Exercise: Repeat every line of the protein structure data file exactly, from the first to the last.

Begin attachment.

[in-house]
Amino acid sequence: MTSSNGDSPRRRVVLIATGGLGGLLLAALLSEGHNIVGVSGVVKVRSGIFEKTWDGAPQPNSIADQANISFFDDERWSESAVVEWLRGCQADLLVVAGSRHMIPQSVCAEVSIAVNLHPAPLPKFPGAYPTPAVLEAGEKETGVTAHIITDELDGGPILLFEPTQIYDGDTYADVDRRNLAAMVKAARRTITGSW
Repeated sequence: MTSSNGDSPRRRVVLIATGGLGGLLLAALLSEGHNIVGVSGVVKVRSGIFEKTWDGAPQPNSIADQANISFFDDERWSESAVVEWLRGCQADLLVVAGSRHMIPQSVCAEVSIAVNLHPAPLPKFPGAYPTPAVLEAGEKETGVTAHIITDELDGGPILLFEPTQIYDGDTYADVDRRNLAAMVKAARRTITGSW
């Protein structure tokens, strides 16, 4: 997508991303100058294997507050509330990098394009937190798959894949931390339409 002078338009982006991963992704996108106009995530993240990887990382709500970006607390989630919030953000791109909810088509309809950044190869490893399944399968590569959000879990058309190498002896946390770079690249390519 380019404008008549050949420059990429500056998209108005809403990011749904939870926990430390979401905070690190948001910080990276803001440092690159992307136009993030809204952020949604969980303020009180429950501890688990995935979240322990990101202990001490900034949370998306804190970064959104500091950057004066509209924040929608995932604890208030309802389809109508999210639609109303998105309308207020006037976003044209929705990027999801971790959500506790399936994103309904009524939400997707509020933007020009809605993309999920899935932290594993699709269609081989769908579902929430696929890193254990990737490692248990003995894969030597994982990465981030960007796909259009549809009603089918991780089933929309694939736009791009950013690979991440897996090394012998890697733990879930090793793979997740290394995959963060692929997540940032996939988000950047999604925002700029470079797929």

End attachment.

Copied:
[in-house]
Amino acid sequence: MTSSNGDSPRRRVVLIATGGLGGLLLAALLSEGHNIVGVSGVVKVRSGIFEKTWDGAPQPNSIADQANISFFDDERWSESAVVEWLRGCQADLLVVAGSRHMIPQSVCAEVSIAVNLHPAPLPKFPGAYPTPAVLEAGEKETGVTAHIITDELDGGPILLFEPTQIYDGDTYADVDRRNLAAMVKAARRTITGSW
Repeated sequence: MTSSNGDSPRRRVVLIATGGLGGLLLAALLSEGHNIVGVSGVVKVRSGIFEKTWDGAPQPNSIADQANISFFDDERWSESAVVEWLRGCQADLLVVAGSRHMIPQSVCAEVSIAVNLHPAPLPKFPGAYPTPAVLEAGEKETGVTAHIITDELDGGPILLFEPTQIYDGDTYADVDRRNLAAMVKAARRTITGSW
């Protein structure tokens, strides 16, 4: 997508991303100058294997507050509330990098394009937190798959894949931390339409 002078338009982006991963992704996108106009995530993240990887990382709500970006607390989630919030953000791109909810088509309809950044190869490893399944399968590569959000879990058309190498002896946390770079690249390519 380019404008008549050949420059990429500056998209108005809403990011749904939870926990430390979401905070690190948001910080990276803001440092690159992307136009993030809204952020949604969980303020009180429950501890688990995935979240322990990101202990001490900034949370998306804190970064959104500091950057004066509209924040929608995932604890208030309802389809109508999210639609109303998105309308207020006037976003044209929705990027999801971790959500506790399936994103309904009524939400997707509020933007020009809605993309999920899935932290594993699709269609081989769908579902929430696929890193254990990737490692248990003995894969030597994982990465981030960007796909259009549809009603089918991780089933929309694939736009791009950013690979991440897996090394012998890697733990879930090793793979997740290394995959963060692929997540940032996939988000950047999604925002700029470079797929």